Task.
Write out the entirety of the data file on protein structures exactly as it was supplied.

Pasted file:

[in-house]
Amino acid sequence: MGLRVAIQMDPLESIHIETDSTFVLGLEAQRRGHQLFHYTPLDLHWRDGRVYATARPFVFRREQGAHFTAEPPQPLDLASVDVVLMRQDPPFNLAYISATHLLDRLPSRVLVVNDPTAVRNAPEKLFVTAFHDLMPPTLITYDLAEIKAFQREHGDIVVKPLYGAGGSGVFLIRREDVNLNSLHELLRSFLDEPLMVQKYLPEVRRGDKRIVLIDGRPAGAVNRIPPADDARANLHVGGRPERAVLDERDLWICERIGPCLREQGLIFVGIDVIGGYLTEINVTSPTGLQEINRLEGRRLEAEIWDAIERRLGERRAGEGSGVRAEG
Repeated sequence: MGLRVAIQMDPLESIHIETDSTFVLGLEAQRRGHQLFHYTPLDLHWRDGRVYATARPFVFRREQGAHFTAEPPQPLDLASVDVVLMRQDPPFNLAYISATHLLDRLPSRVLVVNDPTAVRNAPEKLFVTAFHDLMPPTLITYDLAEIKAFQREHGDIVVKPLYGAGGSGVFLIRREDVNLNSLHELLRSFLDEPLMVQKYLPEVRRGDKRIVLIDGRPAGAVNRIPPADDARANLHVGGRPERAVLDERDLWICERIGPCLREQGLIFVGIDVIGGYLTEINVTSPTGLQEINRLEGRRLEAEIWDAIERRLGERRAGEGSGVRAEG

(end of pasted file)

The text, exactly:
[in-house]
Amino acid sequence: MGLRVAIQMDPLESIHIETDSTFVLGLEAQRRGHQLFHYTPLDLHWRDGRVYATARPFVFRREQGAHFTAEPPQPLDLASVDVVLMRQDPPFNLAYISATHLLDRLPSRVLVVNDPTAVRNAPEKLFVTAFHDLMPPTLITYDLAEIKAFQREHGDIVVKPLYGAGGSGVFLIRREDVNLNSLHELLRSFLDEPLMVQKYLPEVRRGDKRIVLIDGRPAGAVNRIPPADDARANLHVGGRPERAVLDERDLWICERIGPCLREQGLIFVGIDVIGGYLTEINVTSPTGLQEINRLEGRRLEAEIWDAIERRLGERRAGEGSGVRAEG
Repeated sequence: MGLRVAIQMDPLESIHIETDSTFVLGLEAQRRGHQLFHYTPLDLHWRDGRVYATARPFVFRREQGAHFTAEPPQPLDLASVDVVLMRQDPPFNLAYISATHLLDRLPSRVLVVNDPTAVRNAPEKLFVTAFHDLMPPTLITYDLAEIKAFQREHGDIVVKPLYGAGGSGVFLIRREDVNLNSLHELLRSFLDEPLMVQKYLPEVRRGDKRIVLIDGRPAGAVNRIPPADDARANLHVGGRPERAVLDERDLWICERIGPCLREQGLIFVGIDVIGGYLTEINVTSPTGLQEINRLEGRRLEAEIWDAIERRLGERRAGEGSGVRAEG